“So it’s not a homicide investigation?” asked Howard. He couldn’t get the woman’s voice out of his head. Trying to reassure her son as the plane plunged to the ground. He shivered.

“Those men weren’t shooting duck out there,” said Sheldon. “They’d spent a lot of time and money setting up those towers, they were obviously rehearsing something. It was a practice run for an assassination. And only an assassination of the first rank would merit such a rehearsal.”

Howard nodded. “The President?”

“Possibly. Or a visiting head of state. Someone with protection, someone they can’t get close to. It wouldn’t be a gangland hit, they prefer to get in close with a shotgun or a handgun to the back of the neck. It has to be political. And it has to be soon. Your job, Cole, is to find out who the hit is, and to stop it. Do that and you’ll hopefully also catch the men who killed the Mitchell family. But that’s secondary, you understand? Your first priority is to put a stop to the assassination.”

“I understand. Do we have any idea who the men are?”

Sheldon shook his head. “The tape is being examined by our experts now. The camcorder is one of those new models with a high-powered zoom lens, which has very high resolution. Our lab will do the initial work on the tape, but I gather that they don’t have the capability for the sort of analysis we might require. That’s one of the reasons I want you handling the investigation.”

“My father-in-law?”

Sheldon nodded. “Theodore Clayton’s electronics company is one of the few at the forefront of this technology which isn’t based in Japan. His help would be invaluable, and the request might be better coming from a family member, don’t you think?”

“I’m sure it would,” Howard agreed. He knew exactly how much Theodore Clayton would appreciate a call for help from his son-in-law.

“I want you to act as FBI liaison with the local investigators, and to organise the analysis of the tape. Any questions?”

“You said it has to be soon. Why do you think that?”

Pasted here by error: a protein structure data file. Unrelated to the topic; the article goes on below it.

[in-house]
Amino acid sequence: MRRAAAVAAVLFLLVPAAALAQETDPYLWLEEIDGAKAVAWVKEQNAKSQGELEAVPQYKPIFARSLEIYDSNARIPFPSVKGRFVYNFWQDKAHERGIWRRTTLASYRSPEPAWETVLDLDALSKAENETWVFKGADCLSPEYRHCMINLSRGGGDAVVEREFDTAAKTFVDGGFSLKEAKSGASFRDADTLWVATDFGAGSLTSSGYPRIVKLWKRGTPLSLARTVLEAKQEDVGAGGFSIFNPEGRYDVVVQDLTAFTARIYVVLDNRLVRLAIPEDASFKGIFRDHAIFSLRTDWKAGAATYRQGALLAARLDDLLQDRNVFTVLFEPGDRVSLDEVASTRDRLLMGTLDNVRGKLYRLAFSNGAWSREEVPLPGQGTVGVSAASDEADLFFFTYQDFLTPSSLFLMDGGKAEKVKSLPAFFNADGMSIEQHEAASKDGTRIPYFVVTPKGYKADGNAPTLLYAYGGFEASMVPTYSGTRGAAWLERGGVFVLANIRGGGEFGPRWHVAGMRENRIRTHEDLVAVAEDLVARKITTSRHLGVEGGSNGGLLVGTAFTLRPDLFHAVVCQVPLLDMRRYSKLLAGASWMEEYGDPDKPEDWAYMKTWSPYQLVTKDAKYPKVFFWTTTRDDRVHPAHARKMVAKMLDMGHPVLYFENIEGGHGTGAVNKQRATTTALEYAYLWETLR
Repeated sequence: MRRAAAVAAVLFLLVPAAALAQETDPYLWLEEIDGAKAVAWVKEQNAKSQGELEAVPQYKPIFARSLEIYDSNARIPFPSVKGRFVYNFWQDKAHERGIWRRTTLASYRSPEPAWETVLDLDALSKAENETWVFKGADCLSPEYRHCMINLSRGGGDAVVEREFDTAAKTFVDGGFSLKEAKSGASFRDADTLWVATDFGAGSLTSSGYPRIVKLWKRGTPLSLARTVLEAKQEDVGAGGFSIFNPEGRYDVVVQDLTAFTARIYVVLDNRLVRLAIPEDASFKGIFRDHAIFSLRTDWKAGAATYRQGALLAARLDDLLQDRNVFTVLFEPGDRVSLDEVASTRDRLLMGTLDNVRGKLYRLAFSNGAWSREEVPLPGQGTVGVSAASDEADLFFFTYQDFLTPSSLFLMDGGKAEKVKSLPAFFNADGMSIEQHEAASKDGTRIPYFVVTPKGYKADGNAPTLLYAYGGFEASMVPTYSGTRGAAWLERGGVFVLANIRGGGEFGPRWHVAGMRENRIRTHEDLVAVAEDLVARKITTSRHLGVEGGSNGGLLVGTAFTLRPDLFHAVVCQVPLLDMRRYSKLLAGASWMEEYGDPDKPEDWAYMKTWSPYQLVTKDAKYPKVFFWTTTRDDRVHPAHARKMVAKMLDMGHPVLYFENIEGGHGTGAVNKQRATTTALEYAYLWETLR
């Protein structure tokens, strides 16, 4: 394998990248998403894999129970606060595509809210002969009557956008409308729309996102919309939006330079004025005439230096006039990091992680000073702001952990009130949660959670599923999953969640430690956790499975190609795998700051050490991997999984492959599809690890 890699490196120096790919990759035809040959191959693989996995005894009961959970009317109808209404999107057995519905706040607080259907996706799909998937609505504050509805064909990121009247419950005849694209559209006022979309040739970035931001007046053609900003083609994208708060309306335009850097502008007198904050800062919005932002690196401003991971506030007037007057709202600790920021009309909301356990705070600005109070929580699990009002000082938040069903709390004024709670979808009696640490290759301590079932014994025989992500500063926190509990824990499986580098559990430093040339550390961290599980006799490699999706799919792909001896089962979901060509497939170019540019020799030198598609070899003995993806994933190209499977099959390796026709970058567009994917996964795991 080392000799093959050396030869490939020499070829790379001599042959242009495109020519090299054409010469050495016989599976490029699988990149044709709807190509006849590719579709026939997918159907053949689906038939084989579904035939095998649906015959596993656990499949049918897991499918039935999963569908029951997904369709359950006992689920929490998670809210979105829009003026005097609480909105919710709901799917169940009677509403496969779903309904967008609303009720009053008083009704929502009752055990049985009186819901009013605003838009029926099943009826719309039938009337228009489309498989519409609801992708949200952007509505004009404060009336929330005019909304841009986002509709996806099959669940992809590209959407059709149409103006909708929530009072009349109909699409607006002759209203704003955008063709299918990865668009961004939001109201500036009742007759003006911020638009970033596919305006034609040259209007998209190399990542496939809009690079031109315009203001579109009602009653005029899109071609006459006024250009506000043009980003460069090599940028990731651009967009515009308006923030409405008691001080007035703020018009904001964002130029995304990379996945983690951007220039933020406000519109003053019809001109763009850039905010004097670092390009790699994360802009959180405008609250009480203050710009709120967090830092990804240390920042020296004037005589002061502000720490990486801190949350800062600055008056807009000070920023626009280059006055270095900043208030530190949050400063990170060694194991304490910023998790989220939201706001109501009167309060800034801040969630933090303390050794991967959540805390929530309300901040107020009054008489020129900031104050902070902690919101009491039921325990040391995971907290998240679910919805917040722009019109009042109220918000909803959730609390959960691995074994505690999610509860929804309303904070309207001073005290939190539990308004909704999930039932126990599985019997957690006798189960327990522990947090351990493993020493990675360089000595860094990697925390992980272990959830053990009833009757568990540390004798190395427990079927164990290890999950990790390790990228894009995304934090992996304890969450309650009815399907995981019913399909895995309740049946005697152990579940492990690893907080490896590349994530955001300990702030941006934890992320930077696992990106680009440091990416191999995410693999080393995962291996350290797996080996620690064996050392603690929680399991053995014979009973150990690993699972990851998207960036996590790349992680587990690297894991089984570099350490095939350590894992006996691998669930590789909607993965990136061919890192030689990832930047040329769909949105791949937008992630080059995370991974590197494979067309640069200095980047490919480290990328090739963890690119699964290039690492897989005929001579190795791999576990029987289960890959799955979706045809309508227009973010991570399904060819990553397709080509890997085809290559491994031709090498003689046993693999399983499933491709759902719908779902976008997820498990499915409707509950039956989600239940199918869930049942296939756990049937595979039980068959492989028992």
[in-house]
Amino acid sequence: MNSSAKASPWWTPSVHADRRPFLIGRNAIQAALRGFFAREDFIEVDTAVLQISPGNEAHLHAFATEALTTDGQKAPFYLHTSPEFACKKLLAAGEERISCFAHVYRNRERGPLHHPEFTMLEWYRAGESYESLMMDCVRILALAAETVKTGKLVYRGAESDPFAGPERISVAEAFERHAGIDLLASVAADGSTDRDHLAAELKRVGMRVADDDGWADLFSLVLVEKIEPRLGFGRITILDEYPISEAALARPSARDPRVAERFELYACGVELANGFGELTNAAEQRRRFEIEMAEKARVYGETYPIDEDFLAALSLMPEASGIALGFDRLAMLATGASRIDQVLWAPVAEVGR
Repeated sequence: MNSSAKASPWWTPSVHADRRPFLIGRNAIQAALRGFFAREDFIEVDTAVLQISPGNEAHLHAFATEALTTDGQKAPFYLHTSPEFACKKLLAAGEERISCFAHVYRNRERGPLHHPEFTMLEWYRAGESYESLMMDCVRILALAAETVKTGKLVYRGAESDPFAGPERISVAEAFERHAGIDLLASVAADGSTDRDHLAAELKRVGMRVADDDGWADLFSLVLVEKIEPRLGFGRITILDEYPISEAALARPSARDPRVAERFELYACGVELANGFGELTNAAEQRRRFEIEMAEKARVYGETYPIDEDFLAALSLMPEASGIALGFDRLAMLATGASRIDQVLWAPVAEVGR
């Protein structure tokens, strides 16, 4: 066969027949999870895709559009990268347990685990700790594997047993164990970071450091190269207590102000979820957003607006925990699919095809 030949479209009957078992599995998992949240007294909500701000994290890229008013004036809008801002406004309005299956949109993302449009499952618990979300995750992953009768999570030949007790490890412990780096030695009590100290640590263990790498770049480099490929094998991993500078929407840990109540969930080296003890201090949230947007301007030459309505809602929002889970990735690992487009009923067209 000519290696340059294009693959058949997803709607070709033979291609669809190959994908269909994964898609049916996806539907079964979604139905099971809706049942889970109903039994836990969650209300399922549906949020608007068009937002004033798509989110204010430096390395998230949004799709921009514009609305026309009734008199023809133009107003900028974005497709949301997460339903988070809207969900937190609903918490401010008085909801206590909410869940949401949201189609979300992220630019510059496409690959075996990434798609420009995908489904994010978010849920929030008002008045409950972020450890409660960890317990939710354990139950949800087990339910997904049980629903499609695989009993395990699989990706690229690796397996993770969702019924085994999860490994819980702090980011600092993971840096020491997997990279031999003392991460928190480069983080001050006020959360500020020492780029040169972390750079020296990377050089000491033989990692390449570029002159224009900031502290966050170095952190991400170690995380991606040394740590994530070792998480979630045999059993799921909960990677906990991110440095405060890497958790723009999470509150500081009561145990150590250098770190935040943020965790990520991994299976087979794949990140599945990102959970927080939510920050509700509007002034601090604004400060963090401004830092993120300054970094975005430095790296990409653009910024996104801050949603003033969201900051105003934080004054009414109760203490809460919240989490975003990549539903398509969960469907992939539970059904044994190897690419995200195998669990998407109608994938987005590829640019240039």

“Whoever is behind this already has his assassins in place, and obviously has a specific venue in mind. The longer they wait, the greater the risk of the whole operation falling apart. I doubt if they’re planning more than a few months ahead. It may be only a matter of weeks or days.”

“What about targets? Do we issue a warning to the President’s security people?”

Sheldon sat back in his leather chair, his palms face down on his desk like a pianist about to begin a concerto. “I’m sending a memo to the Secret Service’s Intelligence Division in Washington, of course, but at this stage I don’t want to go overboard. As yet we don’t know for certain who the target is, and I don’t want to be caught crying wolf. As soon as we know for sure who the target is we’ll throw a cordon around him, but not until then. And there’s no point in issuing a general warning — that would scare too many people needlessly and we’d run the risk of the snipers going to ground. No, Cole, you tell me for sure that it’s the President and we’ll sound the alarm.”

Sheldon paused for a few seconds as if he was having second thoughts. He tapped his fingers on the desktop. “But I think it would be a good idea if you got hold of the President’s itinerary and see if there are any situations where snipers could get at him.”

Howard left Sheldon’s office with the tape and file. He wasn’t looking forward to asking his father-in-law for help.

Mike Cramer looked at his watch, pulled open the bottom drawer of his desk and put his hand on the bottle of Famous Grouse he kept there. He took it out and weighed it in his hand. It was a powerful hand, the fingers strong and the nails neatly clipped. There was scar tissue over the first two knuckles and the skin looked as if it had been out in all weathers. It was the hand of a sailor, a hand used to doing manual work. It was shaking as it held the bottle and the whisky slopped against the glass. Cramer tightened his grip but that just intensified the trembling. He stood the bottle on the desk and looked at the label as he used his foot to close the drawer.

He looked at his watch again. Nine-fifteen. He’d only bought the bottle the previous evening in the off-licence down the road but already it was half empty. Cramer smiled to himself. There had been a time when he might have